The old API had several types of textures for different meanings of the same single-channel data. You had GL_ALPHA for alpha only channels, GL_LUMINANCE grey scale with unit alpha channel, and GL_INTENSITY for grey scale and alpha. Since you couldn't program the pipeline with the same flexibility as before, you had to give meaning to the texture data to ensure that reading a single channel texture would populate the four color channels with the proper data. For example, a GL_LUMINANCE texture value of L would generate the RGBA color value (L, L, L, 1), but you had to use an different texture format if you instead wanted the RGBA color value (L, L, L, L) (note the difference; 1 or L for the alpha channel).
With today's flexible programmable pipeline, you have no longer the need to tell OpenGL your intended use of the texture data. You just expand the channels as you like with the swizzle operator. OpenGL no longer has to know about your intent with the texture, only your shader has to.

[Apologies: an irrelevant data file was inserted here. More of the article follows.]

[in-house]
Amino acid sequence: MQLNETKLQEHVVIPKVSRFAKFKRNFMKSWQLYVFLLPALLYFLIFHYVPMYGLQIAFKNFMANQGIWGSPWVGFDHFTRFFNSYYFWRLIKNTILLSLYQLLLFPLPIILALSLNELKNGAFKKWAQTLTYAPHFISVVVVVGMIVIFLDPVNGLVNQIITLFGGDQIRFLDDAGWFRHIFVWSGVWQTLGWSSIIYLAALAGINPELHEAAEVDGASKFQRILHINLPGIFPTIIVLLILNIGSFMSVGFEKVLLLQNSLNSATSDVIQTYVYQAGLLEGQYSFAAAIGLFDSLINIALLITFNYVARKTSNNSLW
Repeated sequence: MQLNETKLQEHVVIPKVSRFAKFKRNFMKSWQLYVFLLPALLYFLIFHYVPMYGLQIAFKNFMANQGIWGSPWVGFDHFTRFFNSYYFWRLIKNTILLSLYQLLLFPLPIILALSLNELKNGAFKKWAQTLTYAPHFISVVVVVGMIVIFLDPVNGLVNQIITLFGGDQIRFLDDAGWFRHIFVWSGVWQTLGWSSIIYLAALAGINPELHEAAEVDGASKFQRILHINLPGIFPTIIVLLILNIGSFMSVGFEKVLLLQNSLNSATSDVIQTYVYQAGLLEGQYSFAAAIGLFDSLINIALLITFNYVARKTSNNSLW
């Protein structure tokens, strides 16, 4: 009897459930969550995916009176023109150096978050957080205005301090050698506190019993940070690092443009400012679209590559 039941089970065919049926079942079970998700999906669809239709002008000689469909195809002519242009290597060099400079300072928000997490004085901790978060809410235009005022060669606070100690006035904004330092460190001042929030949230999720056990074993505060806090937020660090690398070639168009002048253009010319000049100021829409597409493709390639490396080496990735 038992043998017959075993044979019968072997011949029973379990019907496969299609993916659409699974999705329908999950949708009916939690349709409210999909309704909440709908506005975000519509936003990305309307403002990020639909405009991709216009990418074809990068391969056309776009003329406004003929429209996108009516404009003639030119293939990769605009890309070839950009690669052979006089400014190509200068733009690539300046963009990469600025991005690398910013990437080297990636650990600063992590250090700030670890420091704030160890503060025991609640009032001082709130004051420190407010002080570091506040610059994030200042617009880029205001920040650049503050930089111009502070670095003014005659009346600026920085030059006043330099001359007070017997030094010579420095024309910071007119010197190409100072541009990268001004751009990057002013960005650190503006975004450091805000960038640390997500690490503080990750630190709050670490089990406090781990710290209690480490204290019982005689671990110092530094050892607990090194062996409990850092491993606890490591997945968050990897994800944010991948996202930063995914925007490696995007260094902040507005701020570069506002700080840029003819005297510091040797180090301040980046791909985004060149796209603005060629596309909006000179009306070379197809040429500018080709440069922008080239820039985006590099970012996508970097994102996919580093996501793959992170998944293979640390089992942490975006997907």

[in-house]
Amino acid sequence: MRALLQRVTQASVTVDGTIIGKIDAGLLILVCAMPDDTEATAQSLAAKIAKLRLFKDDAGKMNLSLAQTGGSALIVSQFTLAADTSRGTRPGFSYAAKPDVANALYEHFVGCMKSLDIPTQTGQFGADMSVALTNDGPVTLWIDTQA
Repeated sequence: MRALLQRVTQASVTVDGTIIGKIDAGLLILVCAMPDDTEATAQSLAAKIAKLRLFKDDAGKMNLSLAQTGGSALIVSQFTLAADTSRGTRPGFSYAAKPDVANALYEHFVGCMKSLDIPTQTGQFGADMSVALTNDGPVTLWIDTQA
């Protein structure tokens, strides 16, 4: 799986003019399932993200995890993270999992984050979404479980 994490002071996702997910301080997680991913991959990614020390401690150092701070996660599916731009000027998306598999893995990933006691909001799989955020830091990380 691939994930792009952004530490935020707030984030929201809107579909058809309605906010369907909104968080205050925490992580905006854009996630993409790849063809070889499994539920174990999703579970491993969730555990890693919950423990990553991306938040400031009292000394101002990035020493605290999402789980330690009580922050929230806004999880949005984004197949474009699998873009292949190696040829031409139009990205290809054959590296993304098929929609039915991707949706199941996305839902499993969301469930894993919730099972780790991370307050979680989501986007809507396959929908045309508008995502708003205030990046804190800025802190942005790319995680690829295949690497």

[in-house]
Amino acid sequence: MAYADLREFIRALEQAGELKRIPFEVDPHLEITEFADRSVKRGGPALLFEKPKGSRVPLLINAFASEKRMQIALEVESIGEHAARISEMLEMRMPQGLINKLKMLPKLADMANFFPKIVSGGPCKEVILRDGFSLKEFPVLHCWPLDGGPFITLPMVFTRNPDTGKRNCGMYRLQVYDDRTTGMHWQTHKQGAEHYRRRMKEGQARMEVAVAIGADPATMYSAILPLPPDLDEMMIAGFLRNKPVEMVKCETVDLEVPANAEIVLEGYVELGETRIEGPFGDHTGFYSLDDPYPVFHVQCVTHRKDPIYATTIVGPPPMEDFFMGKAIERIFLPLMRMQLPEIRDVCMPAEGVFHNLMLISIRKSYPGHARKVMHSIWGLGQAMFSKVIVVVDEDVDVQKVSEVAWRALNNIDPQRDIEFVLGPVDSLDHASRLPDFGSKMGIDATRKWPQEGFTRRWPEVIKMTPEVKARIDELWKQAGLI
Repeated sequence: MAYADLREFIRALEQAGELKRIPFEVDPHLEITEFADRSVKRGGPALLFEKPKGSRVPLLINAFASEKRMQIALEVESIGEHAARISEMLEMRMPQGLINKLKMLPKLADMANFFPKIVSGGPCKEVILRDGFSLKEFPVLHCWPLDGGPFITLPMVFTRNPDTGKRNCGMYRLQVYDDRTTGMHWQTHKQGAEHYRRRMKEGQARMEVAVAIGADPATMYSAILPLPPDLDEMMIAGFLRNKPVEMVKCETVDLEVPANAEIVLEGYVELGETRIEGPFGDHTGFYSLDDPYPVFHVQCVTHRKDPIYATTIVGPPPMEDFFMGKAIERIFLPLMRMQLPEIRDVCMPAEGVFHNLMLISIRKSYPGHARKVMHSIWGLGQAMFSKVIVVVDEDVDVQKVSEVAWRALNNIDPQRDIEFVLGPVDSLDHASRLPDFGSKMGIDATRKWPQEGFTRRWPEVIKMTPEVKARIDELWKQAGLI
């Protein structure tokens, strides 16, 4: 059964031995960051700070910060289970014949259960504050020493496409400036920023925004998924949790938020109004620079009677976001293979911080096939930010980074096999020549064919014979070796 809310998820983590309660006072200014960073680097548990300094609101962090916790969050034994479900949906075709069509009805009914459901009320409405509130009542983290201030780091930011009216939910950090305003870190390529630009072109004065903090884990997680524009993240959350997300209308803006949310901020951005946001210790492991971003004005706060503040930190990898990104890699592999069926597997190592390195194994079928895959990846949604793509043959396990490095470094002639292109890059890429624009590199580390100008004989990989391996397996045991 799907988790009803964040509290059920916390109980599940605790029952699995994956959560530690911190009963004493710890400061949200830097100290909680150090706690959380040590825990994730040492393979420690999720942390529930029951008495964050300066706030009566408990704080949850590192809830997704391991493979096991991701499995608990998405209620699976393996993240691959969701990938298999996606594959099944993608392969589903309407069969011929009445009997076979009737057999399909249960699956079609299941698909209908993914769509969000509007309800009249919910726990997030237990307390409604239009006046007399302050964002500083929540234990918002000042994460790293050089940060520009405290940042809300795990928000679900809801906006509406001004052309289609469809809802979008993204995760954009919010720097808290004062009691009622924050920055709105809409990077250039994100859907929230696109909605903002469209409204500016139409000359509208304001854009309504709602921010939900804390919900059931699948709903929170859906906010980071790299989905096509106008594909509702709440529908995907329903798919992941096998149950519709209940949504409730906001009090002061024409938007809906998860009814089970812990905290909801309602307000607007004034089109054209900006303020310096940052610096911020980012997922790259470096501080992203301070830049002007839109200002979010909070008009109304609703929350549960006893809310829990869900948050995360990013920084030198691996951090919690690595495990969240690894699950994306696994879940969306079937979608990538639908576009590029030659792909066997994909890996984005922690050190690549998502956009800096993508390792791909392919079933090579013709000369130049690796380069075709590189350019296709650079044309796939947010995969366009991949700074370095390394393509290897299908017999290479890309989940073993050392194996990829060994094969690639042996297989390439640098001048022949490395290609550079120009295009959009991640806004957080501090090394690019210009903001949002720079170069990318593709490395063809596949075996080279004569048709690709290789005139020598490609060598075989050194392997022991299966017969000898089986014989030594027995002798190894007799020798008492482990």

There is no reason any more to have three different formats for the same single-channel texture. Just do whatever you want with the single channel in your shader.
The chance of GL_RED being deprecated is zero, until the entire API fundamentally changes again as it did with 3.0 and the core profile. GL_RED is the way to specify a single channel texture, just like GL_RG, GL_RGB and GL_RGBA are the ways to specify a 2, 3 and 4 channel texture, respectively.